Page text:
The moderator for the evening was Lea Kicherer from Global Key Account Management, one of the organisers of the Arburg Women's Network. The topic was the role of women at Arburg in the past, present and future.
A look back at 100 years of women at Arburg
Dr. Sabine Kob, author of the anniversary book " History of the Hehl Family Business 1923 – 2023", highlighted the important role of Maria Hehl, among others, in her presentation. From the very beginning in 1923, the wife of company founder Arthur Hehl was not only his staunchest supporter but also the driving force behind the company's successful development. However, the many women who worked in production during the Second World War were also significant. A pioneering innovation: the first female toolmaker began her training at Arburg in 1954.
Figures, data, facts about the present
This was complemented by the remarks of Arburg company archivist Katharina Depner, who was able to prove with many figures, data and facts how the proportion of women in training cohorts has levelled off at around 20 per cent in the present day. In the 1980s, it peaked at around 30 per cent. In this context, the proportion of trainees almost always coincides with the proportion of women in the total workforce. Incidentally, the formation of a women's network is by no means a new "invention". It existed beforehand. As did exceptionally clever and inventive women. The establishment of the IT department in the 1970s, for example, was largely thanks to a woman at Arburg.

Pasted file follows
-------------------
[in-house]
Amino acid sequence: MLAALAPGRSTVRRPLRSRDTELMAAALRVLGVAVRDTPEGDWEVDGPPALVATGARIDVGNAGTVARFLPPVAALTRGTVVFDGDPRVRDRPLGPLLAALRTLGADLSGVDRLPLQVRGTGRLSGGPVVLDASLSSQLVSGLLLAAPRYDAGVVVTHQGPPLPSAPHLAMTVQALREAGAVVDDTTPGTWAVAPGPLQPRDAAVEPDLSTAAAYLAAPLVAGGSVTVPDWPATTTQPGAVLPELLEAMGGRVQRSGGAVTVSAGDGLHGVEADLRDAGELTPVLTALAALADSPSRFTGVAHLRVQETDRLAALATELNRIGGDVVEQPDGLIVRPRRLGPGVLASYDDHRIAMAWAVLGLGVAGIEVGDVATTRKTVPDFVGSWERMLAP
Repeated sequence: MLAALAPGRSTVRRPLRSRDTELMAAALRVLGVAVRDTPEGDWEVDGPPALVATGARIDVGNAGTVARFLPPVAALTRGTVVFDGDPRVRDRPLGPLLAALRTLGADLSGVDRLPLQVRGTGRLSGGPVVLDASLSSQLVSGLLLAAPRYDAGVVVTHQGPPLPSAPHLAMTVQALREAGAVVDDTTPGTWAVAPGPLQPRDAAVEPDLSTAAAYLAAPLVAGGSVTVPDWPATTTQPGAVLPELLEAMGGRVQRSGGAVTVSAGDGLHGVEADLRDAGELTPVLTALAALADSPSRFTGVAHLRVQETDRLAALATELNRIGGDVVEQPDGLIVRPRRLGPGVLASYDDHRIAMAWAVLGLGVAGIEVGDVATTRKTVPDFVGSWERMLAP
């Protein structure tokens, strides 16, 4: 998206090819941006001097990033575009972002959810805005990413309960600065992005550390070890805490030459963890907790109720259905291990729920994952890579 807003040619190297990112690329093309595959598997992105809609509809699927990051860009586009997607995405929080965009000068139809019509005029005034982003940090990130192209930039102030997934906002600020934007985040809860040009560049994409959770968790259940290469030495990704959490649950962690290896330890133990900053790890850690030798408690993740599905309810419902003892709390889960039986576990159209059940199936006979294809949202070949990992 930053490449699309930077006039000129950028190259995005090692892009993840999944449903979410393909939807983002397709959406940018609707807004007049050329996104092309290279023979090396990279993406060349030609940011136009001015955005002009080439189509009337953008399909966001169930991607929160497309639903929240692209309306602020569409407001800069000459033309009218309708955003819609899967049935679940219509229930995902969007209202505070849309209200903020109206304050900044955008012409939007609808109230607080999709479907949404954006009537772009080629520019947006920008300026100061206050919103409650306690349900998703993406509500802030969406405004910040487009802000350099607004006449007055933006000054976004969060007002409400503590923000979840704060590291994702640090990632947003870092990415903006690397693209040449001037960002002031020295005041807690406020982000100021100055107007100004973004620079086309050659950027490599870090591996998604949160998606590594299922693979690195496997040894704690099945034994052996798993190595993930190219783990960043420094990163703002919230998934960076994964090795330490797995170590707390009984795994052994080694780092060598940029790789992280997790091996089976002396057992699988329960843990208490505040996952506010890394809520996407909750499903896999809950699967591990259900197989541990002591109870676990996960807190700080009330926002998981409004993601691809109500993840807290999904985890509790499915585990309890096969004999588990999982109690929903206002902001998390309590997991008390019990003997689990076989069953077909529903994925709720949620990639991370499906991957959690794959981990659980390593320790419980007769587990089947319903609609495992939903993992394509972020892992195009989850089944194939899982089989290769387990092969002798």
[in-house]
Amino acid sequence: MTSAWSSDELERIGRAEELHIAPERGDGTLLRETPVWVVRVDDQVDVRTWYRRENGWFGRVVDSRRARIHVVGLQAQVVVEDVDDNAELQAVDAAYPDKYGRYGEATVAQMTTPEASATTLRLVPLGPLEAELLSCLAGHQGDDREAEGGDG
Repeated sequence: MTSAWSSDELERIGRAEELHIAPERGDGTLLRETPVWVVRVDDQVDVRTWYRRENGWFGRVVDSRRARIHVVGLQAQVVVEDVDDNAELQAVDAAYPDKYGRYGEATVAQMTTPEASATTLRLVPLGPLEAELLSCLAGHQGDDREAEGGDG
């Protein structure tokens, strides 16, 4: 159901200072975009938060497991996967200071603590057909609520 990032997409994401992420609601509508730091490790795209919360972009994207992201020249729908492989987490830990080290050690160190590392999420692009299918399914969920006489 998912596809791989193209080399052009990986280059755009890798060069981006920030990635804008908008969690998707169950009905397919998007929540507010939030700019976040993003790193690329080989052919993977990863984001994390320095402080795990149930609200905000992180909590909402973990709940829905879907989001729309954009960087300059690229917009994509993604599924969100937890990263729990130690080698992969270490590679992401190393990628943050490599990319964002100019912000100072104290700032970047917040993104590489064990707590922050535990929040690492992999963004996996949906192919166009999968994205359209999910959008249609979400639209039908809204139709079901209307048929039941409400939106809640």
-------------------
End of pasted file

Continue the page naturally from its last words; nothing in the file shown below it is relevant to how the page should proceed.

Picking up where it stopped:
What will the future look like for women at Arburg?
The subsequent panel discussion, chaired by Miriam Lauble from Business Development, one of the founders of the women's network, was particularly lively. The six guests from the areas of production, sales, human resources and development – including three men – took part in engaging discussions about topics such as flexibility in the workplace, parental leave and the shift in cultural roles. Does the classic prejudice according to which women in technical professions are considered to be rarities really still exist? How does Arburg tackle the shortage of skilled workers, not least thanks to attractive working hours models? And are women in leadership positions something that is entirely a matter of course today?
There was consensus among those involved in the discussion about the huge importance of a flexible working world. Give and take has to exist between employers and workers in this respect in order to achieve optimal results. Managers in particular are called upon to do this.
With many of the ideas and suggestions, discussions continued afterwards for many more hours in smaller, more intimate circles.